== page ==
BP: What about basic stuff like housing for all these guys, how does that get arranged?

KL: We use a living quarters, like hotels close by, and a lot of them can cook, which is good so they’re not always eating out, because you know there’s not a lot of kids getting rich in the minor leagues. So we have close to 100 guys in the hotel there. We leave it open where they can live out if they want, and a lot of guys have their wives or girlfriends here and make their own arrangements to live away from the hotel, and that’s fine with us, but this is an unusual year where we have so many that have opted to be at the hotel. Then, we provide breakfast here at the facility for them, from 6-8 a.m., and we give them lunch and they’re on their own for dinner. So they get plenty to eat here.

BP: You talked before about adjusting to a new system. Is that harder for a guy like Carlos Gonzalez, who’s already spent a lot of time in one organization, doing things the Diamondbacks way? Just how different is it going from that to doing things the Athletics way?

KL: Well, sometimes you just have a language issue, but Carlos speaks English, and he’s fine there, but there still are things that are maybe missed in translation in just terminology–how you say things. It takes a while to get everything you want said–it might take a whole season for all of these players to come up and see the things we do a little differently here. Some people say, “freeze on a line drive.” We might say, “lean back on a line drive.” There are these subtle, little things that are different. In the paper today, it talked about how the A’s and Giants have this big emphasis on baserunning. What the baserunning plans were with the Diamondbacks or White Sox could be totally different. Baserunning has a wide variety of differences from organization to organization about how you teach reading a ball in the dirt; we have a thing we call a ‘read zone’ around first base, where another organization might focus more on breaking up a double play. So we have a different aggressiveness and terminology–so that’s where the differences are. Look at the explanation of the delivery we just saw from Gil [Patterson, minor league pitching coordinator]. That presentation could be given in every different camp in a way different format in a very different way, and those are the challenges because you don’t know what a player picked up from his previous organization.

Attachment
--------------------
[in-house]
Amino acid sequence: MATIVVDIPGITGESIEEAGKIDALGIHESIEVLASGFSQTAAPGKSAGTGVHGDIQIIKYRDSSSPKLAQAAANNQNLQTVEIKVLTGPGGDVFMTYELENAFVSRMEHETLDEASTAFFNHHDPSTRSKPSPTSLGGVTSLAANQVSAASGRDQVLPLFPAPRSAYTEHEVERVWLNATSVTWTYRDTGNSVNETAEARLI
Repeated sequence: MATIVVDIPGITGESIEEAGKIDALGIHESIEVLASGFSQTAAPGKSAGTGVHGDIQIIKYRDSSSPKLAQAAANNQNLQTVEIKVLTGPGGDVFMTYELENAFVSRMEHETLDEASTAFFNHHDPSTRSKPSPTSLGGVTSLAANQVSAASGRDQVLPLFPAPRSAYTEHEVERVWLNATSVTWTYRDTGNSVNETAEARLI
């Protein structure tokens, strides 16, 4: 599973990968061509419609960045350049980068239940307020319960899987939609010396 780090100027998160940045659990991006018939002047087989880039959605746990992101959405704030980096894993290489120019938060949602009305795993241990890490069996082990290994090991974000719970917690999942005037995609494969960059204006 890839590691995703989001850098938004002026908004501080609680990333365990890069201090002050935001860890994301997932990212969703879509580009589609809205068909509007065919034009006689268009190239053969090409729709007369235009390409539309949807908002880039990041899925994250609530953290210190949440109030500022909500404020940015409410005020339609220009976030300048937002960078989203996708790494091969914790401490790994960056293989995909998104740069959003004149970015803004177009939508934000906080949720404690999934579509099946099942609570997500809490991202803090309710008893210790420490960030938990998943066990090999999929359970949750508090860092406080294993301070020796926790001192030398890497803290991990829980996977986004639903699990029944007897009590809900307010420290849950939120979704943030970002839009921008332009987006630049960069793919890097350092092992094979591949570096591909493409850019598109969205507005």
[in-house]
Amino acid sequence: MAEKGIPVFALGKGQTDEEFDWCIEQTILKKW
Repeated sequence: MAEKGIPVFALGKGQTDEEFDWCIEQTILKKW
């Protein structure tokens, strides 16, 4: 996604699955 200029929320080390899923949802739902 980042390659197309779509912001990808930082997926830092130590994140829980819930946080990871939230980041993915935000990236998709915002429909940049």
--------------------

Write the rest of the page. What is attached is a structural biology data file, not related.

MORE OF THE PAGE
BP: I like how he talked about how he’s not going to change how somebody does what they do, and how he’s fine with each pitcher having their own mechanics, but rather how the goal is just going to be about providing some structure to it.